Mobile Marketing KPIs: What to Consider

This post gives an overview of essential mobile marketing KPIs that would be considered for a performance dashboard. It also outlines a general framework of how these KPIs relate to each other.

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Mobile marketing KPIs structure

Conversion funnel is an important part of any performance dashboard. The funnel shows how the user travels through different stages and interacts with the ad and then with the product.  A simple conversion funnel for a mobile marketing display campaign advertising for an app would be:  Impressions-Clicks-Installs-First Interaction, with percentage share between them.

Return KPIs can be measured as monetary values: revenue per user, lifetime user value, etc. However, non-monetary KPIs (number of installs, daily active users, daily active paying users, average session length, etc.) are also important, especially in the cases where monetization is detached from the download (free apps or image campaigns).

Cost KPIs will largely depend on your payment model for the advertising. Possible ways are:

Cost per mille (per thousand impressions)

Cost per click

Cost per install (also possible: cost per lead, cost per download)

Cost per engagement

Cost per revenue or revenue share models

ROI is calculated as a percentage share of return on what has been invested in advertisement, for a product that does not monetize immediately, the ROI is calculated per time period (daily, weekly) in user cohorts.

The framework at the bottom of the picture shows how the KIPs can be adapted to achieve a significant level of preciseness and data consistency.

Timeframe includes both how the KPIs are aggregated (daily, weekly, monthly) and what time periods they cover (past, current or future/trend data).

Segmentation is essential for getting the working data. Making the segments too broad will impact the data consistency negatively and working with micro-segments is mostly too difficult to implement and does not allow to make solid conclusions based the data sample.  As an example, consider segmenting the data by country or region, by traffic channel or by device type.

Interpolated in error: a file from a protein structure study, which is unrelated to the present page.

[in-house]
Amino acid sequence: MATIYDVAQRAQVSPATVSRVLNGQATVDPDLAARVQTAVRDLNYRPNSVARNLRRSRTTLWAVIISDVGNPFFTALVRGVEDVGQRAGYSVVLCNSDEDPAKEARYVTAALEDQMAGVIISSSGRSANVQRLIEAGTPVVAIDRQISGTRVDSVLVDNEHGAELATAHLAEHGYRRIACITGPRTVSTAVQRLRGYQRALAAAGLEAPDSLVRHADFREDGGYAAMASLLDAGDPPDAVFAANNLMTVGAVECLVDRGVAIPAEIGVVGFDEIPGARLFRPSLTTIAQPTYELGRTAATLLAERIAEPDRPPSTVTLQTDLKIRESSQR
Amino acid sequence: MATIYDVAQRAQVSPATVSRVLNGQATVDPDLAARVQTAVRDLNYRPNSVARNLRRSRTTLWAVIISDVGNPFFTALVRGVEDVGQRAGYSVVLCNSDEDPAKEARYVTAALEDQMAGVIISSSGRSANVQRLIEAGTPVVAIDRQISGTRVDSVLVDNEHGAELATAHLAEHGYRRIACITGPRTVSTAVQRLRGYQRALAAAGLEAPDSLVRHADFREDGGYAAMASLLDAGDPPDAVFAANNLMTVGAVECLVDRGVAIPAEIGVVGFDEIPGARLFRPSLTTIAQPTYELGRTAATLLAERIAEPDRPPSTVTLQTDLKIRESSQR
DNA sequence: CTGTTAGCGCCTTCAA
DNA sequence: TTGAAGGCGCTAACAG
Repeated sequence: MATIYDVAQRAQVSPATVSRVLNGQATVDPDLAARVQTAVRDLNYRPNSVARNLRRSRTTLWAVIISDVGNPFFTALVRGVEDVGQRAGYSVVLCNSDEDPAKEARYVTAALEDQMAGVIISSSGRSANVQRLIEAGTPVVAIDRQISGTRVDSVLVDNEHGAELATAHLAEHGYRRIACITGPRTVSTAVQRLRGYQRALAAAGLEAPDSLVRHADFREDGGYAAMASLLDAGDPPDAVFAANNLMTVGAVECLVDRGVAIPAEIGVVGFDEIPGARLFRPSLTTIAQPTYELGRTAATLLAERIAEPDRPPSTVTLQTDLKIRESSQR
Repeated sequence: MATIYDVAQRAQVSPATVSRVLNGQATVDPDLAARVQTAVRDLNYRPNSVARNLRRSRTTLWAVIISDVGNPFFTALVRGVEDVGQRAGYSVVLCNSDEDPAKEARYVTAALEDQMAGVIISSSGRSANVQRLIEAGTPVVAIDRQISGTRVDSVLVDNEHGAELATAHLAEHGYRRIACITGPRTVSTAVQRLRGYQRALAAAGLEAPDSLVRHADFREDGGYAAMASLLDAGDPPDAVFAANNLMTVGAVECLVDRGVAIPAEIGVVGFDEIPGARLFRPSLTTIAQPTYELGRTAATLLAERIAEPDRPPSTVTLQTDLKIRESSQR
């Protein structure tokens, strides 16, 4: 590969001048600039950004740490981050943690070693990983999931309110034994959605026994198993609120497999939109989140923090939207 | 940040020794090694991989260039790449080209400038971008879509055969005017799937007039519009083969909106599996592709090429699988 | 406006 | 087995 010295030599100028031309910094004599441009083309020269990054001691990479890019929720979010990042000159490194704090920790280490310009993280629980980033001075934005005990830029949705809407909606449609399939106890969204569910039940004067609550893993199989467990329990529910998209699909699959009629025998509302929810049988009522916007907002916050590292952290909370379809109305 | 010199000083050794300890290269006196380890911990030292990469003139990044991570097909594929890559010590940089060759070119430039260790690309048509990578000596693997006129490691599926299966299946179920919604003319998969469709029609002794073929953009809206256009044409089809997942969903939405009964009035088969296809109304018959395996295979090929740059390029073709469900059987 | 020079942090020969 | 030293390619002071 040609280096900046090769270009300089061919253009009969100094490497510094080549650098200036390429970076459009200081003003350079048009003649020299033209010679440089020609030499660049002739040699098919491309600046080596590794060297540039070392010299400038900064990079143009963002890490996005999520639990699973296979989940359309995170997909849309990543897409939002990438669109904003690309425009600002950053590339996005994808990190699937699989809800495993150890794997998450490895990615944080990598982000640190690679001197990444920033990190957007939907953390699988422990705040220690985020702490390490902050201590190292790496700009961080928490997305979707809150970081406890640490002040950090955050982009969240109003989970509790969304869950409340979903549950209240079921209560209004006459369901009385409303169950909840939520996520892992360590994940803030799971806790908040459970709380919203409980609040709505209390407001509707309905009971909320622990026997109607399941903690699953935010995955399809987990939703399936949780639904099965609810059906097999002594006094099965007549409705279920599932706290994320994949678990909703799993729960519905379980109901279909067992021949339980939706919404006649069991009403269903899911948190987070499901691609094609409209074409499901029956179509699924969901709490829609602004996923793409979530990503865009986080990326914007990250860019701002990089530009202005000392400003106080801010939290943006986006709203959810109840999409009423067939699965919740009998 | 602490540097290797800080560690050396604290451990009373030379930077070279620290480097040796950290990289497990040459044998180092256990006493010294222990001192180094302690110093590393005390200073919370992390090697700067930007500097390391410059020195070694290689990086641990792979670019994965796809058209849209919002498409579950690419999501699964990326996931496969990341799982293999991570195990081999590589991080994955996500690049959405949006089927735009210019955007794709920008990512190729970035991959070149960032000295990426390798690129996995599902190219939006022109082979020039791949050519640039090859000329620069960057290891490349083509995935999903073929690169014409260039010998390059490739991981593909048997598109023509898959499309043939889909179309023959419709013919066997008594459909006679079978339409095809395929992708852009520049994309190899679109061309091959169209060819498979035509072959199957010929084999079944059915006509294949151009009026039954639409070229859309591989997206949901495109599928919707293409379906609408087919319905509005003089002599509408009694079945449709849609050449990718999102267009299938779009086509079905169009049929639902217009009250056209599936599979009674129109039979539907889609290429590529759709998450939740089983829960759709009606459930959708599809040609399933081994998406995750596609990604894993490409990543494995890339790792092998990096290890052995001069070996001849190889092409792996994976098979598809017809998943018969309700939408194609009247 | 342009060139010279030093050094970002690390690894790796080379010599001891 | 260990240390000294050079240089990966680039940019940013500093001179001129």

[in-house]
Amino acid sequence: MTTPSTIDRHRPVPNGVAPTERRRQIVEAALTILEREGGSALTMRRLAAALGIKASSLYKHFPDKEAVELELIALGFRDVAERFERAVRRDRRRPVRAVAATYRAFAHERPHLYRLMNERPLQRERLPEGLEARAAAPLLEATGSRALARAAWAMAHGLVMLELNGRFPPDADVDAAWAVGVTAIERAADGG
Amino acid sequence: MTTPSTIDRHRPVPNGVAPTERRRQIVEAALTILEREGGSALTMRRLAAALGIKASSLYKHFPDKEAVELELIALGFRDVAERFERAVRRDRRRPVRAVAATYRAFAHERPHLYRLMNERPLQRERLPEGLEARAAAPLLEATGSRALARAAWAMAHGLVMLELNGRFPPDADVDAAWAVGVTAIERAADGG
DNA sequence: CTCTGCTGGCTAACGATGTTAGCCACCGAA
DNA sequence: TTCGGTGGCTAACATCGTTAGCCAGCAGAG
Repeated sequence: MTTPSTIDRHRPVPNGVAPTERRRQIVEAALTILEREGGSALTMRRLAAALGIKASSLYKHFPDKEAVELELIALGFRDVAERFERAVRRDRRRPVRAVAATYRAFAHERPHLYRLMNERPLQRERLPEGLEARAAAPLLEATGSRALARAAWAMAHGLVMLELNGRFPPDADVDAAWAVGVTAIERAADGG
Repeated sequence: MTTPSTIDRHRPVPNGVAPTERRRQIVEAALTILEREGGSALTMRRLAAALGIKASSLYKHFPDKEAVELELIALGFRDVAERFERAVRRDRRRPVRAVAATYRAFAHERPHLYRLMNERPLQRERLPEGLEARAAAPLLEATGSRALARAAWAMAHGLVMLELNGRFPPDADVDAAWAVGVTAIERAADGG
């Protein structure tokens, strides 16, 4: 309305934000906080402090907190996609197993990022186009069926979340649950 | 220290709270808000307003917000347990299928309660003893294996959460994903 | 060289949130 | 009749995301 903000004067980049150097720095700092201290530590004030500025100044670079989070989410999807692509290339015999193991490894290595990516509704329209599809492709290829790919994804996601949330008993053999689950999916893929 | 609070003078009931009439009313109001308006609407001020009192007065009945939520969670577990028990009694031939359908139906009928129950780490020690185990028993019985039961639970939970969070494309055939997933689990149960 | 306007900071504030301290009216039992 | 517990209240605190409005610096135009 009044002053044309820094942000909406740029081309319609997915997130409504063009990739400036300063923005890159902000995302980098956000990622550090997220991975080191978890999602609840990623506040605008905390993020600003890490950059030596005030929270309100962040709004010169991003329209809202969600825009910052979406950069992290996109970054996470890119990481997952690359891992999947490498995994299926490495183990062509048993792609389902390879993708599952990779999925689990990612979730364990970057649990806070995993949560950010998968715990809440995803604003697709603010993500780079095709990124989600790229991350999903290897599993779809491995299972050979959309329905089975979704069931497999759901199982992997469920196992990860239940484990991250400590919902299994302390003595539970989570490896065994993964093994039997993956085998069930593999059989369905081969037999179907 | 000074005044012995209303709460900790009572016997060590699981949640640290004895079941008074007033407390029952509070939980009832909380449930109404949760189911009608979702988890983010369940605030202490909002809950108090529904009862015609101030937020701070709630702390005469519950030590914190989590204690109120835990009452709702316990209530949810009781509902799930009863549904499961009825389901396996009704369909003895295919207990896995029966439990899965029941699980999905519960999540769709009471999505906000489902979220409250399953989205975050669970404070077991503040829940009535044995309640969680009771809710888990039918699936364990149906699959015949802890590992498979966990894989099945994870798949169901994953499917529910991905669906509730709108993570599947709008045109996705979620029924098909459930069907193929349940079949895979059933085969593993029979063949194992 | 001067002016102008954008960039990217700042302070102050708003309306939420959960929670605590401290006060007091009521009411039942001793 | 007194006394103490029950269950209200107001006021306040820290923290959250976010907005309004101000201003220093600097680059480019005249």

Sample statistics includes the parameters that analyze the quality of data and how the sample behaves in general. Instead of just aggregating and averaging the data, consider such parameters as median, min. and max. amounts and standard deviation. Besides, look at the size of the segments you work with: which of those have the strongest impact and why? Also, learn to recognize patterns in your timeframe, and how the data fluctuates on a daily, weekly or seasonal basis.

After you have decided on the KPI data you will include for your dashboard and reporting, consider making the data more visual and more structured for the intended users. In one of my next posts, I will cover the issue of data visualization in more detail.

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Author: Elena

I acquired a BA degree in International Business with a specialization in Marketing from Nuremberg Technical School and a parallel degree from Leeds Metropolitan University. In 2013-2014, I worked in the field of performance and conversion optimization with an IT company and then was employed in content marketing. In 2016, I went back to working with Web Analytics and gained additional experience in project management. During this time, I received an Award of Achievement in Digital Analytics from the University of British Columbia (Canada). Currently, I am employed in Online Marketing. My areas of specialization include online marketing strategy, content creation, web analytics, conversion optimization and usability.

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